Fiona Clabon a recent illustration graduate from Winchester School of Art, is now living back in Bristol. ‘Winchester was a beautiful place to study, but I am loving being back in Bristol – it has a really creative atmosphere which I am loving working in.’
‘I make, what I would best describe as digital collages, and the majority of my illustrations are created by cutting up textured papers that I have created using printing inks, and then putting the images back together digitally. The method I use to create imagines can sometimes feel quite slow, but seeing the final outcome for the first time always makes it worth it.
I am currently selling my illustrations in a creative pop-up shop in Bristol called Paper Scissors Stone, which is part of Made In Bristol. We are open until Christmas Eve and I have thoroughly enjoyed the experience so far, getting to meet other like-minded creatives and learn about what they do, but also to meet the members of the public who are actually forking out money for a little bit of me! Which I’m still finding astonishing!’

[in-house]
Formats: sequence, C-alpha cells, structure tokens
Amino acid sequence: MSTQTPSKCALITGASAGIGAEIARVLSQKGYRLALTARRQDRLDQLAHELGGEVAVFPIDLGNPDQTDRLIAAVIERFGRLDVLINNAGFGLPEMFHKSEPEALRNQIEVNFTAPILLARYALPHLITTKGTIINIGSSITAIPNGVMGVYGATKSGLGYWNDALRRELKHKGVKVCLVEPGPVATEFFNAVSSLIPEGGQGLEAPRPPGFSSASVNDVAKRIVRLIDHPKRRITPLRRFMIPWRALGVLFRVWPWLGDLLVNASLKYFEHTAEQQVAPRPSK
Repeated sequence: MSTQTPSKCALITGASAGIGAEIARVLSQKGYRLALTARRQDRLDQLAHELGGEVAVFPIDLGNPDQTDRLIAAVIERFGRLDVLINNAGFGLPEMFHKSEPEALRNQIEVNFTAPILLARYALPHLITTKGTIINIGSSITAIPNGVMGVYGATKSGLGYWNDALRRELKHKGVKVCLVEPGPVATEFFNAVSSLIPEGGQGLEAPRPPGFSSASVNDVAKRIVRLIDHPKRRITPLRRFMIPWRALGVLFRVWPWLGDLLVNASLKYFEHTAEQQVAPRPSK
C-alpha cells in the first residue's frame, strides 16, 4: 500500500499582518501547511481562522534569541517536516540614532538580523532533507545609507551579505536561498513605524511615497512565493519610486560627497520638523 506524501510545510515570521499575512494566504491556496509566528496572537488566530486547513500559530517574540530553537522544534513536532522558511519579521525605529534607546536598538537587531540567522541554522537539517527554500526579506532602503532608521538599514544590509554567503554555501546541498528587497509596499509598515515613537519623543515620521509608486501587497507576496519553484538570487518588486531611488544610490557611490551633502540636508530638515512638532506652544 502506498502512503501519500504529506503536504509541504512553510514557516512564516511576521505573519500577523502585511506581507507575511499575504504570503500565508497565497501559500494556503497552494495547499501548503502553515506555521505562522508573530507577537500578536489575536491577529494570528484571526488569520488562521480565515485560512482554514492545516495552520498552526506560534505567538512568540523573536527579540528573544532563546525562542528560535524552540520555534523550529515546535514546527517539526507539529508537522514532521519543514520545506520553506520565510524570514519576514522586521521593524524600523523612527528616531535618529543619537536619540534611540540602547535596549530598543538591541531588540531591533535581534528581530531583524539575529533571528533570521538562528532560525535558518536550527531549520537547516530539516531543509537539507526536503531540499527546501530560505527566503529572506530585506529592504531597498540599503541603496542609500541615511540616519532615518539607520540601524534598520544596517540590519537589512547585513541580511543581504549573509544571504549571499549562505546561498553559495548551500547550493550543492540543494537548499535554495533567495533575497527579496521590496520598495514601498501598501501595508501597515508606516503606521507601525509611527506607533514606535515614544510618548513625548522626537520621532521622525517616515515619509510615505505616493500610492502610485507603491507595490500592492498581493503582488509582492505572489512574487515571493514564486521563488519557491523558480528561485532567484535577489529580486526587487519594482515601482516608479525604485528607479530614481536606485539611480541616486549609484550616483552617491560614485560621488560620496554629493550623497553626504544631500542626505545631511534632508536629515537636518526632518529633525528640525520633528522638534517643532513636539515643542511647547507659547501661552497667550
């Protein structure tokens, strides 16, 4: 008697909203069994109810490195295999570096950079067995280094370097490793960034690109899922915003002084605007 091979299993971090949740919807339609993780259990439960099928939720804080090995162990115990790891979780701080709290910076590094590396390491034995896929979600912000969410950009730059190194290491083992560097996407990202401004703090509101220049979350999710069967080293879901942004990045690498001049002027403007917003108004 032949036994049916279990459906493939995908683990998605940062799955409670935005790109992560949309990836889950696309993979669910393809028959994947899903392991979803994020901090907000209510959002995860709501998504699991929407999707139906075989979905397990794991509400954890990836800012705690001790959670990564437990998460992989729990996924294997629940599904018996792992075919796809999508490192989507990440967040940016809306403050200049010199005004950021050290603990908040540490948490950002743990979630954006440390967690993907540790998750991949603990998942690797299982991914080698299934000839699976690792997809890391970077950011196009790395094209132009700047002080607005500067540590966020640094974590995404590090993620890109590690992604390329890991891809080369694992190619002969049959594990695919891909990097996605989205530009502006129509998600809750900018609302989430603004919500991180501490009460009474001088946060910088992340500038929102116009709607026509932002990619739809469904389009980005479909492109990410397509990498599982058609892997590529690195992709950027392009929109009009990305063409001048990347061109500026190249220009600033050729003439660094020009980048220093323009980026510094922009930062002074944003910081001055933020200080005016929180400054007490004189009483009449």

‘Currently I also work part-time at Spike Island, a contemporary art gallery in Bristol, a bakery, a chocolate shop, am doing a little freelance work, volunteering my socks off and am part of the young persons group attached to Arnolfini, another contemporary art gallery in Bristol. Working with such a variety of other young creatives has been a brilliant experience and is a thing to say I’m really proud of. Saying my life at the moment is a balance is an understatement, but I am loving every minute of it!
I take inspiration from the everyday things and objects around me; I enjoy making work that has a personal element to it and that I can create a personal connection to. I love static objects, textures and contrasting colours. I have recently been creating a series based on objects from 1950s/1960s, which I have thoroughly enjoyed. Old objects have such character, history and beauty that may have been forgotten by many. I reinterpret these qualities through the illustrations I produce. I have been playing around with restricting the amount of information about an object the viewer receives, and how that alters their perception and their ability to recognise the object.’
‘I also love using photography in creating personal work but also as starting points for many of my projects. I enjoy capturing a moment in time, a chance meeting or something I may have stumbled across that may not be there tomorrow.’